Adding a beer garden to the activities associated with the Pratt Community College Rodeo drew lots of questions at the PCC Trustees meeting Monday night.
The rodeo loses money every year and the college is seeking additional activities that would increase revenues and a beer garden is one of the activities under consideration.
Attorney Jess Hoeme of Joseph, Hollander & Craft LLC in Wichita was on hand to share his expertise on how other rodeos successfully operate a beer garden.
A top issue was the college’s liability for hosting a beer garden. If a 20 year old would leave the scene and have an accident, where would liability lie?
Other questions were raised about having a beer garden associated with the college.
First of all, Hoeme said people were already drinking beer at this type of event anyway. Empty beer cans on site testify to that. Having a beer garden would allow some control of beer consumption.
“It’s happening anyway. You should try to manage it,” Hoeme said.
Hoeme said a beer garden would be conducted under a very controlled environment. A vendor would be hired to operate the garden that would be set up in a specific area.
Hoeme suggested having an enclosed area made of six-foot tall panels would proved a suitable pen for a drinking area. A common serving method is a big stock tank filled with ice and beer or a trailer with a serving door with the beer on ice inside the trailer.
The area would have only one entrance and everyone would have to go through the entrance to get in or get out.
A security guard would be at the entrance to check IDs and make sure that no one was under age. A special armband would also be used as another form of ID for security.
No one can go into the beer garden with a beer and no one can leave with a beer. If someone tries to break these rules, they are gone.
“There is zero tolerance,” Hoeme said. “Nothing in. Nothing out.”
Getting a vendor is a key aspect of a successful beer garden. They have experience in the operations and have personnel that know when a patron needs to stop drinking.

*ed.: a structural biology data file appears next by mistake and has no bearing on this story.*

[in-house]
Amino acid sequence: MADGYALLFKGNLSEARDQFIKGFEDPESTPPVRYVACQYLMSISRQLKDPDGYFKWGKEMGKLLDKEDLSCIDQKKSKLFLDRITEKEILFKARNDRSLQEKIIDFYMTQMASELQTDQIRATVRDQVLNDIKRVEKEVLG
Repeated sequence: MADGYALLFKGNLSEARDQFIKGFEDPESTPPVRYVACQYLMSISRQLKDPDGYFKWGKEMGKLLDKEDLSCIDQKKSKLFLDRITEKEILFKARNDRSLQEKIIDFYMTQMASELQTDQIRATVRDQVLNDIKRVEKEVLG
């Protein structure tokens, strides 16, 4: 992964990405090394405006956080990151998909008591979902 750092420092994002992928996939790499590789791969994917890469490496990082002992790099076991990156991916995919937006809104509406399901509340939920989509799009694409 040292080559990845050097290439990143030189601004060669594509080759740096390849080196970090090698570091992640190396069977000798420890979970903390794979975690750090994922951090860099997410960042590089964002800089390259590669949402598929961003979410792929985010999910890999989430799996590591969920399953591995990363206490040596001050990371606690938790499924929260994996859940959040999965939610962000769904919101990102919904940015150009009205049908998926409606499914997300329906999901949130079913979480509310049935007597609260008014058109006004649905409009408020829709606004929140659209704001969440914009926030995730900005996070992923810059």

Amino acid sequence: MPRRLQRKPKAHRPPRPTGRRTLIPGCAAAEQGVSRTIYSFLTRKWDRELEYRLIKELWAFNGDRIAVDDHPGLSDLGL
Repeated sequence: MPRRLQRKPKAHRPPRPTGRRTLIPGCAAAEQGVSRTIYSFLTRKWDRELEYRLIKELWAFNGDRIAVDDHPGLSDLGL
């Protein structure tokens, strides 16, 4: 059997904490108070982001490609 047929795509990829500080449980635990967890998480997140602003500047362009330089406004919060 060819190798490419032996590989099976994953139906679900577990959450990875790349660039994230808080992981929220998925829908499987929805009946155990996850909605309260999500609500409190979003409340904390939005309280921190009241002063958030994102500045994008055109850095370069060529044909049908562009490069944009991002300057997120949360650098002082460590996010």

Hoeme said communicating with local law enforcement, city and county commissioners as well as alcohol beverage control will help assure that everyone is on the same page and there are no surprises the days of the event.
Beer gardens have proven records for a significant financial return and that would be expected at PCC.
Trustee Darrell Shumway said he wanted to know more about liability and what existing insurance at the college covers for this type of activity as opposed to events like the college auction that takes place off campus where alcohol is served.
Questions on licensing need to be answered as well as more information on liability.
“I have a lot of questions I want answered,” Shumway said.
Hoeme said he would work with the college to get the answers and if they decide to use his services, he requested sponsorship opportunities at the beer garden.
The PCC rodeo is scheduled for Oct. 3, 4 and 5.
In other Trustee agenda items, Gail Withers, dean of nursing, said the nursing department continued to make positive progress in meeting all the requirements for accreditation. The staff is working on the necessary curriculum changes and the self-study report, due Dec. 1, is going well. An accreditation team visit will visit sometime in January or February. Withers said she was happy with the department progress.
Lisa Perez Miller, vice president of student/enrollment management, said enrollment for summer school was seven percent behind last year and fall enrollment was four percent below 2013 at this same time.
Returning student numbers are down as are transfers but it is still early for fall numbers. On the plus side, residence hall numbers for the fall are up from over a year ago.
By Gale Rose